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Things You Can Tell Just by Looking at Her
Directed by Rodrigo García Barcha
Produced by Jon Avnet
Lisa Lindstrom
Marsha Oglesby
Written by Rodrigo García Barcha
Starring Glenn Close
Cameron Diaz
Calista Flockhart
Kathy Baker
Amy Brenneman
Valeria Golino
Holly Hunter
Matt Craven
Gregory Hines
Miguel Sandoval
Music by Edward Shearmur
Cinematography Emmanuel Lubezki
Editing by Amy E. Duddleston
Distributed by United Artists
Release date(s) January 22, 2000 (first screened at Sundance Film Festival)
March 11, 2001 (publicly released on Showtime)
Running time 109 minutes
Country United States
Language English

Things You Can Tell Just by Looking at Her is a film written and directed by Rodrigo García Barcha starring an ensemble cast. Garcia's debut film was shown at the 2000 Cannes Film Festival and won the Un Certain Regard Award.[1] Holly Hunter was nominated for the 2001 Emmy in the supporting actress category.



“Things You Can Tell Just by Looking at Her” is a film about five stories or vignettes that are in some way or another loosely tied together. Five women are presented in their own lives each facing problems such as loneliness, dissatisfaction, longing, and or desire. The first time director, Rodrigo Garcia assembled this film with a loaded cast of actresses who can tell you everything you need to know just by their body language and facial expressions. Their individual stories show us what “things you can tell just by looking at her.”

The film begins with a prologue. Police detectives are investigating the apparent suicide of an unknown woman. The movie continues on with Dr. Keener (Glenn Close), who is a middle-aged doctor who is attempting to care for her aging mother and deal with her own loneliness. She avoids intimacy but also longs for it at the same time as she sits around and waits by the phone for a male colleague to call. Dr. Keener decides to invite Christine (Calista Flockhart) who reads tarot cards, to her home to help her deal with her loneliness and better understand her life. Christine’s lesbian lover (Valeria Golino) is critically ill with an unnamed disease.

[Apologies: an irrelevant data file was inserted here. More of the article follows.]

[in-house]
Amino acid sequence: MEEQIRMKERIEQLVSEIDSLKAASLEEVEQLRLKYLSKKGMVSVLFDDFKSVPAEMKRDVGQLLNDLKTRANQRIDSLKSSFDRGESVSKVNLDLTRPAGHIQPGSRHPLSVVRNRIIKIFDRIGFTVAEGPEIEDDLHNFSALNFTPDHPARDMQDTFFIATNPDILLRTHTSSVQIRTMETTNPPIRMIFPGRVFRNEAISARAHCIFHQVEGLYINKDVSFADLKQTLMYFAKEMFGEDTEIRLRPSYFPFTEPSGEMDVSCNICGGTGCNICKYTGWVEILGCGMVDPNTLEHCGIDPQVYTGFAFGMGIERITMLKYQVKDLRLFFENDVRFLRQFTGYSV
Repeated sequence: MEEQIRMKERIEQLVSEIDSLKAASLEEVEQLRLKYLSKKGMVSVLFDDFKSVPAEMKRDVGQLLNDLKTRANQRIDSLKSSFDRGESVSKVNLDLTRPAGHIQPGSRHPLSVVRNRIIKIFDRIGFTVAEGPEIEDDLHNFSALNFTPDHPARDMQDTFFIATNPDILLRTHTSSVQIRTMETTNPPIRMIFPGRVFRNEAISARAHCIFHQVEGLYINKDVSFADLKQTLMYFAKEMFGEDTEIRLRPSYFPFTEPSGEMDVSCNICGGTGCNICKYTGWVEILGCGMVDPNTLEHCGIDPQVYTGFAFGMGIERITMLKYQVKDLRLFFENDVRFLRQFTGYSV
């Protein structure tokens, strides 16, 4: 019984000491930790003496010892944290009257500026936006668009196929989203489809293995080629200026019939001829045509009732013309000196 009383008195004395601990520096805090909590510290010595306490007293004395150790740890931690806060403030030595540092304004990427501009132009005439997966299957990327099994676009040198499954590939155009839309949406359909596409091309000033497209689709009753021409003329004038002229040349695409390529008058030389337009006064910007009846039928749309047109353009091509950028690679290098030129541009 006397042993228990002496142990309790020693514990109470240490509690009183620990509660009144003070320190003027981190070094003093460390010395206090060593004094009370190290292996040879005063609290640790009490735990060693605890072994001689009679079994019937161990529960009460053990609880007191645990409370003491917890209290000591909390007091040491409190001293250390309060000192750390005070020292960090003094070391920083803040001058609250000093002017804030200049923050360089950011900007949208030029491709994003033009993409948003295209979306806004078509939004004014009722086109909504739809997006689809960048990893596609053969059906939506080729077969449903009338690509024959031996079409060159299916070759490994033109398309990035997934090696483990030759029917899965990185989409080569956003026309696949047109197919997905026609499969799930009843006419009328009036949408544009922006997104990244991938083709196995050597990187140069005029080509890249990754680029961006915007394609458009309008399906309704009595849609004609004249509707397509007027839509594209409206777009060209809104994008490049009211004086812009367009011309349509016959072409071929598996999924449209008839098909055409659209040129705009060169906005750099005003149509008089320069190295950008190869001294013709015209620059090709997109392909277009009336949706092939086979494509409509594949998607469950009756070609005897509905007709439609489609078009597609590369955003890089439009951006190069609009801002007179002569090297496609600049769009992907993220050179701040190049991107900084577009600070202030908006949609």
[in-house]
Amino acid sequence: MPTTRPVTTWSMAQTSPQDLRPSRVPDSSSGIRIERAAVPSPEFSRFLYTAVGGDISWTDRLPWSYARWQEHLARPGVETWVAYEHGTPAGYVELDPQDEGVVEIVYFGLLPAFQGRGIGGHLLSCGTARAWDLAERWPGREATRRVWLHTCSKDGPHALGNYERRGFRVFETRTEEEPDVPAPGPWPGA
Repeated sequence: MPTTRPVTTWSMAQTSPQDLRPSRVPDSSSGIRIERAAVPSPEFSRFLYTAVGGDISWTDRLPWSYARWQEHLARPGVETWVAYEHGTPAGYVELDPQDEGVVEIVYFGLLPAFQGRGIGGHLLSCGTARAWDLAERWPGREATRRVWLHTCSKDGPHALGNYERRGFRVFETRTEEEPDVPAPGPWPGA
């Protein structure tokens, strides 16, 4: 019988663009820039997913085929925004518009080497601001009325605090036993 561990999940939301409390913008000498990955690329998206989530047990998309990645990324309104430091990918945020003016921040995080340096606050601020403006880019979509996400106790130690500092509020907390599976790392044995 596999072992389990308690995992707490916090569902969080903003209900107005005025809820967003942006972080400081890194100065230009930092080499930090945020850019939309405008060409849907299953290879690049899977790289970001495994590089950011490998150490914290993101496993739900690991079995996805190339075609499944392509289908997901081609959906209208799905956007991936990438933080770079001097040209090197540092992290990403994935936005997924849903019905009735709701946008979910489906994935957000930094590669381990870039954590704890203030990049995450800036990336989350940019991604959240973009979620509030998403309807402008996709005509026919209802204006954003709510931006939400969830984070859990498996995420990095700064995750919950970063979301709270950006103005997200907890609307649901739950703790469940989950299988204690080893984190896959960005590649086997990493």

Rebecca (Holly Hunter) is a successful bank manager whose motto is “I’m not big on regrets.” She has been involved with a married man (Gregory Hines) for the past three years and once she finds out she is pregnant with his baby, he coldly advises her to take care of the “problem.” Before Rebecca visits Dr. Keener to get an abortion, she has a fling with one of her colleagues, Walter (Matt Craven). She is also confronted by a female street person in the bank’s parking lot.

Rose (Kathy Baker) is a single mother who is writing children’s books. She is an endearing woman who develops a sweet crush on a new dwarf neighbor (Danny Woodburn). The neighbor catches Rosie spying on him in his house. Rose is amazed to find out that her son is more sexually active then she knew of, and also more sexually active than herself.

Carol Faber (Cameron Diaz) is a lovely blind woman who has an active social life and her sister Kathy (Amy Brenneman) is one of the detectives who appeared in the prologue. Kathy is attracted to the medical examiner in the suicide case, and her story ends with him taking her out on a date. In an epilogue, Dr. Keener drops in to a bar, where she meets the male character, Walter, from previous stories (possibly the younger male alluded to in Christine's tarot card reading).




  • Won The Gan Foundation Prize – 2000 Cannes Film Festival
  • Nominated for an Emmy in 2001 for the supporting actress category

Box office

  • On May 26, 2002 the film opened on 52 screens in Spain. In its opening weekend, the film made 201,200.
  • In Spain, the film grossed over 1,595,755.


External links



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